Exercise and Glucose Metabolism in Persons with Diabetes Mellitus: Perspectives on the Role for Continuous Glucose Monitoring
Continuous Glucose Monitoring Technology
Given the problems of exercise-associated disturbances in glycemia described earlier and the risk for hypoglycemia unawareness, frequent monitoring of glucose is essential for active individuals with type 1 diabetes. Most exercise-related guidelines recommend self-monitoring of blood glucose (SMBG) with capillary blood at least twice before exercise and every 30 min during the exercise as well as hours into recovery.2 This recommendation for frequent SMBG is difficult to adhere to for some, because it requires a pause in activity, a limitation that would be ameliorated with CGM. Moreover, a fear of exercise associated hypoglycemia is a major barrier to exercise participation in adults5 and in youth,6 and CGM might help increase self-efficacy during sport. Finally, CGM has the potential to assist active persons with diabetes by recording exercise-associated changes in blood glucose levels, and this information may be useful in developing appropriate insulin and carbohydrate modifications during times of increased activity. A brief overview of CGM technology is provided in the next section.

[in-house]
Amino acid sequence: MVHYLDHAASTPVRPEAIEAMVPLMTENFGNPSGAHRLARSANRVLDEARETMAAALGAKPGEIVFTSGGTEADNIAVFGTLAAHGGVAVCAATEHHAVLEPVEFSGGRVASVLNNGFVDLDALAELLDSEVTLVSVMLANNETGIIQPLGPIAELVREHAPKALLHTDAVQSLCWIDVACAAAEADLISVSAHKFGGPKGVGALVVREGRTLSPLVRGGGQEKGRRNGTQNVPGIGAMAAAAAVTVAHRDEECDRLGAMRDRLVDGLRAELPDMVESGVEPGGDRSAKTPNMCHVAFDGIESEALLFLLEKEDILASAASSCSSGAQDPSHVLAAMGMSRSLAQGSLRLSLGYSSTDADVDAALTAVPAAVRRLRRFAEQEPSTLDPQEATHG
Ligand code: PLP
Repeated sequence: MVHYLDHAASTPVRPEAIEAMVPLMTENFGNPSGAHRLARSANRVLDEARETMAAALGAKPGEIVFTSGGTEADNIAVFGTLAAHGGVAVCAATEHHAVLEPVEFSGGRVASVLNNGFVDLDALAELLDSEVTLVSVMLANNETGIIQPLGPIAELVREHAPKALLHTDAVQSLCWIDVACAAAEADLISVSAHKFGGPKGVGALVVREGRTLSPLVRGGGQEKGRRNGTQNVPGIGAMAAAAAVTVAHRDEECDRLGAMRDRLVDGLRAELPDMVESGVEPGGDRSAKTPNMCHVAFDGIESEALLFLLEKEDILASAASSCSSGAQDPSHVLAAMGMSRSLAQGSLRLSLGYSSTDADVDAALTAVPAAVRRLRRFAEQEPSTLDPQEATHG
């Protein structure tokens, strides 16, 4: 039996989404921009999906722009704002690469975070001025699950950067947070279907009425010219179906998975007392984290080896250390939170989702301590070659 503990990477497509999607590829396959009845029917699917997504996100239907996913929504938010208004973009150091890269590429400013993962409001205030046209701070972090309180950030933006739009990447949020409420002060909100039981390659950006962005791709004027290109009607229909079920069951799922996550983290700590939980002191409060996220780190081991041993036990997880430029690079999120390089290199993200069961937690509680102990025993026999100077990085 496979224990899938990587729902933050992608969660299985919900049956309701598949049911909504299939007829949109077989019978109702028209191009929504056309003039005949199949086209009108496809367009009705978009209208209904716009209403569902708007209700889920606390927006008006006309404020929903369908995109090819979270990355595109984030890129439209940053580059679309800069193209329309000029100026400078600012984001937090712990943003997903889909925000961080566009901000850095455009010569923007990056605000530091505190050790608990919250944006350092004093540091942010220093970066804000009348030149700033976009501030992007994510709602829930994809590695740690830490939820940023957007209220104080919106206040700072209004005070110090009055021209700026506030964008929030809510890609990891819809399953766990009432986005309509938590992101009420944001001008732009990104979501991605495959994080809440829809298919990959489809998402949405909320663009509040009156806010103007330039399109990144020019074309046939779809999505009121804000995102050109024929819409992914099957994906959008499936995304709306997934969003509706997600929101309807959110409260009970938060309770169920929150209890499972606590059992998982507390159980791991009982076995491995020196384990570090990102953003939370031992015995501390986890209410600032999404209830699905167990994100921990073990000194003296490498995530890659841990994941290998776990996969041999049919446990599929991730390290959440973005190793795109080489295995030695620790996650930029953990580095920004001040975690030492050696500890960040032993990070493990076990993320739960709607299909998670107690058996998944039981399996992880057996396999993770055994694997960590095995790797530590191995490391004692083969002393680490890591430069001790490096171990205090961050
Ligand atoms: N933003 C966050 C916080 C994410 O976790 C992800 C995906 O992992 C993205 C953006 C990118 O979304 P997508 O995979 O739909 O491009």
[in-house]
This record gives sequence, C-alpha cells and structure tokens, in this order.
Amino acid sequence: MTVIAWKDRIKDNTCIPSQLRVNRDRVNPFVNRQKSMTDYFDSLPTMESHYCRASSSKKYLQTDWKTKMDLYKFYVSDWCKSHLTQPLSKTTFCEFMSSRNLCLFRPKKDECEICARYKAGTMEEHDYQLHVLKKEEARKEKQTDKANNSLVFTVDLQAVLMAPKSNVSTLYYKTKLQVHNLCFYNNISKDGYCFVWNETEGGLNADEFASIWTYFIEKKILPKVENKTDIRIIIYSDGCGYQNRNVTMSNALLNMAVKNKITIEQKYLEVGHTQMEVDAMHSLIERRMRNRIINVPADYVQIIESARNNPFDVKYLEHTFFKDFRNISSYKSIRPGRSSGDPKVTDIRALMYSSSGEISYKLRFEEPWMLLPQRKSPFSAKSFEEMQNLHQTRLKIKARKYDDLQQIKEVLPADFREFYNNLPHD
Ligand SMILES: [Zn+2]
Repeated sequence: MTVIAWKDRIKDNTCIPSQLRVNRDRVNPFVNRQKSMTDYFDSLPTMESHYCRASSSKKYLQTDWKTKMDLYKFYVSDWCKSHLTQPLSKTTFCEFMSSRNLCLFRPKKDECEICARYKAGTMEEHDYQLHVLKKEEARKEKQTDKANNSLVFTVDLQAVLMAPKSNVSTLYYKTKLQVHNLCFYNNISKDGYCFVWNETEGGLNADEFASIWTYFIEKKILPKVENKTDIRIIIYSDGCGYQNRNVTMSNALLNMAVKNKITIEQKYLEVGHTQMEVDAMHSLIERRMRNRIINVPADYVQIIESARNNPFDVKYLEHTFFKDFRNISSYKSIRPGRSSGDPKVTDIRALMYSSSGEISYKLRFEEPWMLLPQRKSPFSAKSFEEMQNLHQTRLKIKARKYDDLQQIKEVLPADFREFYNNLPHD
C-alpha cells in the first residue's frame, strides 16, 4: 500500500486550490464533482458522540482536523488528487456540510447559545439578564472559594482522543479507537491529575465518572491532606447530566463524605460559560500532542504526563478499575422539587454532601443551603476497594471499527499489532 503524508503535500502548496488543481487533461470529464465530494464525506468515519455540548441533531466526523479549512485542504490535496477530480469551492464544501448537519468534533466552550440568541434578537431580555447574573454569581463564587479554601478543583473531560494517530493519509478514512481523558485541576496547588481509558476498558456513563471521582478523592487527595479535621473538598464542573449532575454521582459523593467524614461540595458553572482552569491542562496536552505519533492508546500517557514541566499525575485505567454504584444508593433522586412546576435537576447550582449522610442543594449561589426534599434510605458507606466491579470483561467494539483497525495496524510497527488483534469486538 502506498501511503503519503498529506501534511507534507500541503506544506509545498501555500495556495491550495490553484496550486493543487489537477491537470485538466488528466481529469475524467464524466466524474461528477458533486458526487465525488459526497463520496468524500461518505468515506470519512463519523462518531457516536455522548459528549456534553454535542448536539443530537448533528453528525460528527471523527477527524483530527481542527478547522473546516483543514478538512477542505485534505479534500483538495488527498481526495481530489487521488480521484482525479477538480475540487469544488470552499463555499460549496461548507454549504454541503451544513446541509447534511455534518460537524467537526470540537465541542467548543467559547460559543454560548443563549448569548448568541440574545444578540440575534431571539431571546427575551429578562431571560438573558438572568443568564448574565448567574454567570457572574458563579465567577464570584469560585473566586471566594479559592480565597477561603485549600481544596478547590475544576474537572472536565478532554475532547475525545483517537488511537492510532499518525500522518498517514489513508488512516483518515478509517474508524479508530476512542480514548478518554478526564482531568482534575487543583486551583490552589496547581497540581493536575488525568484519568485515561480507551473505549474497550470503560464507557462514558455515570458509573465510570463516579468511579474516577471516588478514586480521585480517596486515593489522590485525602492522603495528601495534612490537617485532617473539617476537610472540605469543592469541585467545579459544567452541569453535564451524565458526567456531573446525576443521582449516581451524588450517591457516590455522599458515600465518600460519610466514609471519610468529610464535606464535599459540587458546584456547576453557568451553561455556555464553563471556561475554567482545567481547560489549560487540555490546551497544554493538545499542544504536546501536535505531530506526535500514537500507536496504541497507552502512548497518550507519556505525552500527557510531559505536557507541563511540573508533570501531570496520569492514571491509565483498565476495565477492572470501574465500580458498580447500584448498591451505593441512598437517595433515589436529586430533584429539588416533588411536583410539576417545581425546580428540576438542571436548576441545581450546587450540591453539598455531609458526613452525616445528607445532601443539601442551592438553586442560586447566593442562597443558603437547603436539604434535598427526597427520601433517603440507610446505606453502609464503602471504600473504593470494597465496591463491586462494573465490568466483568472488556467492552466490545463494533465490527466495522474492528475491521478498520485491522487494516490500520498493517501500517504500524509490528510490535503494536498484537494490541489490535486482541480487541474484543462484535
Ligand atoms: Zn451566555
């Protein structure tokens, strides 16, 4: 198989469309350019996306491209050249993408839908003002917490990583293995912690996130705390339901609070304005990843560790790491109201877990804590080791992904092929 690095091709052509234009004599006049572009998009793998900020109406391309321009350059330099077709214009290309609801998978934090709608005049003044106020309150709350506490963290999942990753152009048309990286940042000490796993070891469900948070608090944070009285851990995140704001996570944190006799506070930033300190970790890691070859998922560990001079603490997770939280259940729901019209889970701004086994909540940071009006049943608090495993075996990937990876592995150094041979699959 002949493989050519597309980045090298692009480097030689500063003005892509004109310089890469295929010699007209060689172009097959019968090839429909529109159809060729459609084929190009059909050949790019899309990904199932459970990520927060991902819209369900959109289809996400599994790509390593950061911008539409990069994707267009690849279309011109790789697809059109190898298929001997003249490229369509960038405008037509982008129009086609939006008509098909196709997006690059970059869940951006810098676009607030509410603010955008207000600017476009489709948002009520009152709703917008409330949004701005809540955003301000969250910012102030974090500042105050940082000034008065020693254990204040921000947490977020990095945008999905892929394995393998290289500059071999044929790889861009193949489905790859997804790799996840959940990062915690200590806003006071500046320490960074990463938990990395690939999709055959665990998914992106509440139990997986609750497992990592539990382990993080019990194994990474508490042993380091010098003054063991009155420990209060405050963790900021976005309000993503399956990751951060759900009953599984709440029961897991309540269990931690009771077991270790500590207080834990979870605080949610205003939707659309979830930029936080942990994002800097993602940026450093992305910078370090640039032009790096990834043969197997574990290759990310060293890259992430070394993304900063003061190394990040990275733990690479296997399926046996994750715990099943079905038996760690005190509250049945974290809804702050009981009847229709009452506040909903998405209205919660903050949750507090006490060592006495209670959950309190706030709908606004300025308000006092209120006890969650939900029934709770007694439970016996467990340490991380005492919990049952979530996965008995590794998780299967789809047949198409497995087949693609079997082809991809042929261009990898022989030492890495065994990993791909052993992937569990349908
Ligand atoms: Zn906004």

Continuous glucose monitoring devices have been available since the late 1990s and were developed for the measurement of interstitial glucose levels in subcutaneous tissue as a reflection of circulating glucose concentrations. The main components of CGM include a transcutaneous sensor inserted into the abdomen or arm, a transmitter, and a receiver that is typically worn on a belt or carried in a pocket. With this technology, the implanted sen Continue reading